See also traditional animation, anime films, short films, CGI TV, animated web films, and CGI webseries
Most of the categories in my movie reviews section are specific genres, or at least I usually try to make them so. However, I'm generally against considering animation a genre unto itself, because it just ain't so. Cartoons can be made for any age group, they can be dramatic or comical, they can fit into any live-action genre you care to name. So why put it in its own category, instead of spreading specific animated movies amongst the other categories based on genre? I dunno. Maybe just because I like them so much. Which I reckon is a good enough explanation.
Anyway... eventually my animated films section got full enough that I decided to move computer animated films into their own section. Computer animation, like traditional animation, can surely mean lots of different things. And it can have lots of different "looks," some of which appear more like traditional animation. Computer animation has also come to be used extensively in live-action movies, which I'll list on their own page. (Though I may include some movies in which most scenes are entirely computer-animated, with fewer scenes that are mostly or entirely live-action.) Types of movies listed in this section include:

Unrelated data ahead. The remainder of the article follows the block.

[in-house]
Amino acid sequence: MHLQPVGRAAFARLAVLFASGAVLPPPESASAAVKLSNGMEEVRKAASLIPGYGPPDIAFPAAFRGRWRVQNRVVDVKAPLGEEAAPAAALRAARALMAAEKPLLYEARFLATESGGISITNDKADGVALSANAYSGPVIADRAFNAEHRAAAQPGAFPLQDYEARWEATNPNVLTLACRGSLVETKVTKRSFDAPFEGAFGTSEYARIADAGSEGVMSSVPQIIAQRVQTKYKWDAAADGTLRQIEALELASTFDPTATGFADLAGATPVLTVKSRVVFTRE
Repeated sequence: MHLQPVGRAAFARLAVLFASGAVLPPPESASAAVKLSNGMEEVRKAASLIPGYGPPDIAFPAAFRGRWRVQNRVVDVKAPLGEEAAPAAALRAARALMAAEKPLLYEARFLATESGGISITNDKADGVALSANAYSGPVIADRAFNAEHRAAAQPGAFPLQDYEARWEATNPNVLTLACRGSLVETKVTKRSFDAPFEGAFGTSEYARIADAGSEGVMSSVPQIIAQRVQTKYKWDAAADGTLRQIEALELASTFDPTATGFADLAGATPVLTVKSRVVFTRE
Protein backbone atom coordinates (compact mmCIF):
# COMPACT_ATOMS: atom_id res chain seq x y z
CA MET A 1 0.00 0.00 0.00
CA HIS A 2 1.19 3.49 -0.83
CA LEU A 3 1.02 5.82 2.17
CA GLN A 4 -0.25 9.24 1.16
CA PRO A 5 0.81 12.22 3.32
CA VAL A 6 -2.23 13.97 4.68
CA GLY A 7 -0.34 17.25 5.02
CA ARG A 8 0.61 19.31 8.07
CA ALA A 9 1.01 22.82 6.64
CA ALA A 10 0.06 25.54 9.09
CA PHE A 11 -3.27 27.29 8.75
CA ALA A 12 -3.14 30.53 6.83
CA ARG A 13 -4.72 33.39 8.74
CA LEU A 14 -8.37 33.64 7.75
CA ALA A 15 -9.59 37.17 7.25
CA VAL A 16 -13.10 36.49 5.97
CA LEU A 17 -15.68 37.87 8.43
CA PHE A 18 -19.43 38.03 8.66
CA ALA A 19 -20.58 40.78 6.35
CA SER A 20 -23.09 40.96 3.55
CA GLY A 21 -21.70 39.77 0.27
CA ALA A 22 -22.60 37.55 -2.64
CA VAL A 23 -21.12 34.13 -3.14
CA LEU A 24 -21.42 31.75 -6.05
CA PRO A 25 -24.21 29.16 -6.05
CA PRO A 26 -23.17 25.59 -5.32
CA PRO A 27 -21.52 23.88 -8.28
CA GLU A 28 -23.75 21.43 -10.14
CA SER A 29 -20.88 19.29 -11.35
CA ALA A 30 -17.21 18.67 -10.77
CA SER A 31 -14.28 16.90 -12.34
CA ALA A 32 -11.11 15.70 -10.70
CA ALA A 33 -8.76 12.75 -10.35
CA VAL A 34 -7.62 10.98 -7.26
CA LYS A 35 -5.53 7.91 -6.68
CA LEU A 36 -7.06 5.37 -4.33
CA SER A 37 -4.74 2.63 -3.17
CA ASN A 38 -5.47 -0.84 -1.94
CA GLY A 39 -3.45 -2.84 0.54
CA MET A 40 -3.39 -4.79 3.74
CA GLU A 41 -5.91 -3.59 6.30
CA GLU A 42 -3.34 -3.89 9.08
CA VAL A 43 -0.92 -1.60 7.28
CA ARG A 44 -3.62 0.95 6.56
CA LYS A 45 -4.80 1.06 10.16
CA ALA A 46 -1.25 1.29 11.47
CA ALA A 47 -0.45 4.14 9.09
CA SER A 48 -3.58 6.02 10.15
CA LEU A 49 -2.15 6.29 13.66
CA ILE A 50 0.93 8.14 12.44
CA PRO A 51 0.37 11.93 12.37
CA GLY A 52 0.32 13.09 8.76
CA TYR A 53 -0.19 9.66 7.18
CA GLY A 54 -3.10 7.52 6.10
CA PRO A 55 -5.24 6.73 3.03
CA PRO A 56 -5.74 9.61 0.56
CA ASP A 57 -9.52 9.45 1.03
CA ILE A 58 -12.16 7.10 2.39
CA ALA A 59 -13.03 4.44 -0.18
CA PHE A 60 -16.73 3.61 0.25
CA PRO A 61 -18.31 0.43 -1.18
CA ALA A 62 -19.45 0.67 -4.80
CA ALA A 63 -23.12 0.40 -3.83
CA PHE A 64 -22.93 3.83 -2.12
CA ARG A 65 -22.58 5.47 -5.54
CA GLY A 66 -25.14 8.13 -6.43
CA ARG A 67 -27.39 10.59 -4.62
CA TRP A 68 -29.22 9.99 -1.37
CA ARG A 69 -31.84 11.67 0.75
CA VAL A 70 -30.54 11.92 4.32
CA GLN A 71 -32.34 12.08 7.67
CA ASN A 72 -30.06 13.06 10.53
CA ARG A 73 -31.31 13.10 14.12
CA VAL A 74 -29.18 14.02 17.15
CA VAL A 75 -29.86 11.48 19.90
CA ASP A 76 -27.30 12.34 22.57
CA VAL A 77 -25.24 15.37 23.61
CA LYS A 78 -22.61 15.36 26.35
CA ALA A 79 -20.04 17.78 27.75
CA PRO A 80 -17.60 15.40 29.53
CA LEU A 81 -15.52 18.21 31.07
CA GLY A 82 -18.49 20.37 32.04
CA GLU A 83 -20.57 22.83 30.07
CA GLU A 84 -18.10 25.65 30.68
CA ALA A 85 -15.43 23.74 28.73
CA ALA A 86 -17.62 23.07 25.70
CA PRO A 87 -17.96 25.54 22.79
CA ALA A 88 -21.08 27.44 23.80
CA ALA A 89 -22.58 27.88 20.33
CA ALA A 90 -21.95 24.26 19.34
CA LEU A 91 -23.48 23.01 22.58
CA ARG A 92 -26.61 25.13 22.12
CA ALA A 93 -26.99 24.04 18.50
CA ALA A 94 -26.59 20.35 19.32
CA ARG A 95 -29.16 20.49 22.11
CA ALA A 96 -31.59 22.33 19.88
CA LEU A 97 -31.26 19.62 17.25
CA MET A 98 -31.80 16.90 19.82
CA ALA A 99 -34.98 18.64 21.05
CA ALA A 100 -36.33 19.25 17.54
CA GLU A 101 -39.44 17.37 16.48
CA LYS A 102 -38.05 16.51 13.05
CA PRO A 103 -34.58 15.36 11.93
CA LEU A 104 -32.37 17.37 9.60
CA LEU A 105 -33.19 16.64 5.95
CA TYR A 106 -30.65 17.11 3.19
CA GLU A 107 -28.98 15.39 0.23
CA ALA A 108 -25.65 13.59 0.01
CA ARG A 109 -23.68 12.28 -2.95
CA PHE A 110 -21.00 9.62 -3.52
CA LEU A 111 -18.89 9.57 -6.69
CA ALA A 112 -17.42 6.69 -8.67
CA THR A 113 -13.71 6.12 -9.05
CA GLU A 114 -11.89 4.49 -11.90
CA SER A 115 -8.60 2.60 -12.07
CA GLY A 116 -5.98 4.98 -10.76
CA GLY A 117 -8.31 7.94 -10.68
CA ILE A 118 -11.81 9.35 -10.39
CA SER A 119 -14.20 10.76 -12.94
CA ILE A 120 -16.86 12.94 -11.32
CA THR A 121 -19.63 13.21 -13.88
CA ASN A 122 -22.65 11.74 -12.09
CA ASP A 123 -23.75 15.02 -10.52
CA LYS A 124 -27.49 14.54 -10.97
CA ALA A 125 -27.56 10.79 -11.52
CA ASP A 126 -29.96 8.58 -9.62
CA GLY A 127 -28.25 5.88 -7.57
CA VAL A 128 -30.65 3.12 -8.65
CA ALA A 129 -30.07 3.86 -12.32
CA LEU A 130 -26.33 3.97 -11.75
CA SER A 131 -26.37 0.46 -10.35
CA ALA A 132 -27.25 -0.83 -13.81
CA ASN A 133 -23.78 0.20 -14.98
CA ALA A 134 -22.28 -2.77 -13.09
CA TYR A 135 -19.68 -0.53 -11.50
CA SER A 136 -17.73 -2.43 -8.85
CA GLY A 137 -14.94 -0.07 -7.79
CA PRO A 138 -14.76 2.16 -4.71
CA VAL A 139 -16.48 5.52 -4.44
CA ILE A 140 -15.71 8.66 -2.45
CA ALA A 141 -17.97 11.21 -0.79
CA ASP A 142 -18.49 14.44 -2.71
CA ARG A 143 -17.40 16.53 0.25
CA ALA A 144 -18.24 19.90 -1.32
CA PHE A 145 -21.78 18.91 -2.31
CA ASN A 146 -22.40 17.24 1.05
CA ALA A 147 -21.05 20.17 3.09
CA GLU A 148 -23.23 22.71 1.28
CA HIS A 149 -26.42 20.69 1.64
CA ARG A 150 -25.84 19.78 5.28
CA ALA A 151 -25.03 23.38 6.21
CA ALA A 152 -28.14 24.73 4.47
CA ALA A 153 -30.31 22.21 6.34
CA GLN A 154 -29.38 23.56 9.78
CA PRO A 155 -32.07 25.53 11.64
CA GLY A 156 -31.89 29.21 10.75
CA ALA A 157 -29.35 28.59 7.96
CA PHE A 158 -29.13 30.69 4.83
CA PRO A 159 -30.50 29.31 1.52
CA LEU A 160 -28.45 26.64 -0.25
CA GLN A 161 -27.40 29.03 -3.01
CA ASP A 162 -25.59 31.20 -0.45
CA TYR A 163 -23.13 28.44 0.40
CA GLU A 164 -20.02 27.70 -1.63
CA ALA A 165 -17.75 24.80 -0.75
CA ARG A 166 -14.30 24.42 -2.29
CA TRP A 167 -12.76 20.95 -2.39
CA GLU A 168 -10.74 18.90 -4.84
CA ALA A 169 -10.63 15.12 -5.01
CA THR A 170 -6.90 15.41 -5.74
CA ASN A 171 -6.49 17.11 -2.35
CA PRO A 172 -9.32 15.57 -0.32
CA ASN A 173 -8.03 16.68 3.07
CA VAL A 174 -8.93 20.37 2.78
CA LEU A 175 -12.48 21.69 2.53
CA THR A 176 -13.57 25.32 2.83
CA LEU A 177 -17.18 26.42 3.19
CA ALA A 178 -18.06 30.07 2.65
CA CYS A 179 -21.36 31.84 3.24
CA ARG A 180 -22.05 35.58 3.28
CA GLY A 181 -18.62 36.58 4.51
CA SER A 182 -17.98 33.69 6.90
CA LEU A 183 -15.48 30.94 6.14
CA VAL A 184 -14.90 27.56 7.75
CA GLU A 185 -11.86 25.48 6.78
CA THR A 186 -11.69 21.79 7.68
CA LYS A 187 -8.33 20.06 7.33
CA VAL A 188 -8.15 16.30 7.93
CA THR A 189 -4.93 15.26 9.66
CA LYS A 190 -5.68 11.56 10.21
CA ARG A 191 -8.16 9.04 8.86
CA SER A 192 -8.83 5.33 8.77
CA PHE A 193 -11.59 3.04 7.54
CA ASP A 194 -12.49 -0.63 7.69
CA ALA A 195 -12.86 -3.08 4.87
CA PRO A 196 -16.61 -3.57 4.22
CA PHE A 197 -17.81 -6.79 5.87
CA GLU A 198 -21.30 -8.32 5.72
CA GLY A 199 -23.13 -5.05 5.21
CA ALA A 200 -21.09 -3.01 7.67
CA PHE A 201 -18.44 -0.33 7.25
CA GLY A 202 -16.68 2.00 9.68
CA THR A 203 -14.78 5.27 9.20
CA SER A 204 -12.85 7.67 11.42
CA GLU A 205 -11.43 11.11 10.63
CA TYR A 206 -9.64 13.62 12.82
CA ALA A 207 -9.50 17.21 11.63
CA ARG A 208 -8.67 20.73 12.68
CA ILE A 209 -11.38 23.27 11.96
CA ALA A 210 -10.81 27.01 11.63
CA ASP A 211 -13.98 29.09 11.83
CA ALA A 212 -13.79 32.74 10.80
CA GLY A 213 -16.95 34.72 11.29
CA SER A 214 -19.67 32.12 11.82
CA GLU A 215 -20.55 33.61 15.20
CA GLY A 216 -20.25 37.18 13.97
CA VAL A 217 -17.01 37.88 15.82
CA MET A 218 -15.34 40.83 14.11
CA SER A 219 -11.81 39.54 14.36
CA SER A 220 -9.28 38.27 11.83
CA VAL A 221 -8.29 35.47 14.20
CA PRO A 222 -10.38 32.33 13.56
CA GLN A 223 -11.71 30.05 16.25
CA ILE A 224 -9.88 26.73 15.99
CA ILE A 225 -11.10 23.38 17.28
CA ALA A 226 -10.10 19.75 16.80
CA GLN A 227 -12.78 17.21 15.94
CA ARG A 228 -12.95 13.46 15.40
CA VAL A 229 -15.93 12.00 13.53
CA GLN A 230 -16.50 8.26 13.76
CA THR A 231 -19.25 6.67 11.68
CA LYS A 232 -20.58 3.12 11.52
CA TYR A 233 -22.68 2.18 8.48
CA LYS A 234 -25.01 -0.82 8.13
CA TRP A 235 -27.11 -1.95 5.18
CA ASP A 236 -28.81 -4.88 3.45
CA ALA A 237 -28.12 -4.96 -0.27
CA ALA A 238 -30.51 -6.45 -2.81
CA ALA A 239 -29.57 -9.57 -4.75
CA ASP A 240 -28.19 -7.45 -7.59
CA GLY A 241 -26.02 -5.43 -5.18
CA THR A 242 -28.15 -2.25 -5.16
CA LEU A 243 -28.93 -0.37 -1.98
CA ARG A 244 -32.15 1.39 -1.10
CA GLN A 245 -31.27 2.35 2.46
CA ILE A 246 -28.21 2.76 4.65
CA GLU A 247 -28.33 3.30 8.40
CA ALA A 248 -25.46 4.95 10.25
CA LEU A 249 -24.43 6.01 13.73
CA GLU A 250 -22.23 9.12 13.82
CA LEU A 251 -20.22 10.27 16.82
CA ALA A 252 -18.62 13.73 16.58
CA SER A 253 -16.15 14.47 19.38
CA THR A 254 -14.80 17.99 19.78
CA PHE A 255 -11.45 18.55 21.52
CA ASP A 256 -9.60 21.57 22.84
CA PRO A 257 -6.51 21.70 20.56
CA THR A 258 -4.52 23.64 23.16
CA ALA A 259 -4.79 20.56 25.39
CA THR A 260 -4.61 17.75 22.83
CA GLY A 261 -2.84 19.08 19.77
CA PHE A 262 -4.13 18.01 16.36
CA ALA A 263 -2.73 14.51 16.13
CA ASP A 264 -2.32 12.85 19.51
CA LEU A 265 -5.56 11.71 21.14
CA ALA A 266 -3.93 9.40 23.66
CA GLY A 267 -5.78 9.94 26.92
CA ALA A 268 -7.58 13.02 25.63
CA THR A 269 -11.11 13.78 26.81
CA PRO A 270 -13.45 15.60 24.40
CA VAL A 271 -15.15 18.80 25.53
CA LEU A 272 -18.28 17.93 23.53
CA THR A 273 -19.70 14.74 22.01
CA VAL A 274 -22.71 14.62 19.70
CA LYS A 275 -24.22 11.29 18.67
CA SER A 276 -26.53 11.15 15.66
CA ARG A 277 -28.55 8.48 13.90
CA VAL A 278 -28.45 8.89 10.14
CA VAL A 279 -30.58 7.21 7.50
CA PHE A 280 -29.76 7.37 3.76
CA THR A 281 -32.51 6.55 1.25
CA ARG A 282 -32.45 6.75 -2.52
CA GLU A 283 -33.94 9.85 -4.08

Computer-generated imagery technically refers to any type of computer animation, but I generally think of it as referring to movies with a specific sort of 3D look to them. (Though in rare cases, some CGI movies may be 2D, in whole or in part.) This is the type of movie I'll have the most of in my computer animation section.
This tends to be the type of animation most associated with the uncanny valley. Note that while I have a separate list for Flash-animated movies, I'll include motion-capture movies in the CGI list, just because most of them include some CGI elements, or else just look like they do (3D, or whatever).
TV Tropes; Wikipedia
Flash animation is the sort of computer animation that most commonly resembles traditional cel animation. Of course, "Flash" refers to a specific brand of software (made by Adobe), but in this section I'll also include films made with similar software, such as Toon Boom. (There are some films I originally thought were traditionally animated, but later learned used such software as these, though I'm still not sure to what extent. So most of those, I'll leave the reviews in the traditional animation section, but also include links to them here, just to cover all my bases.)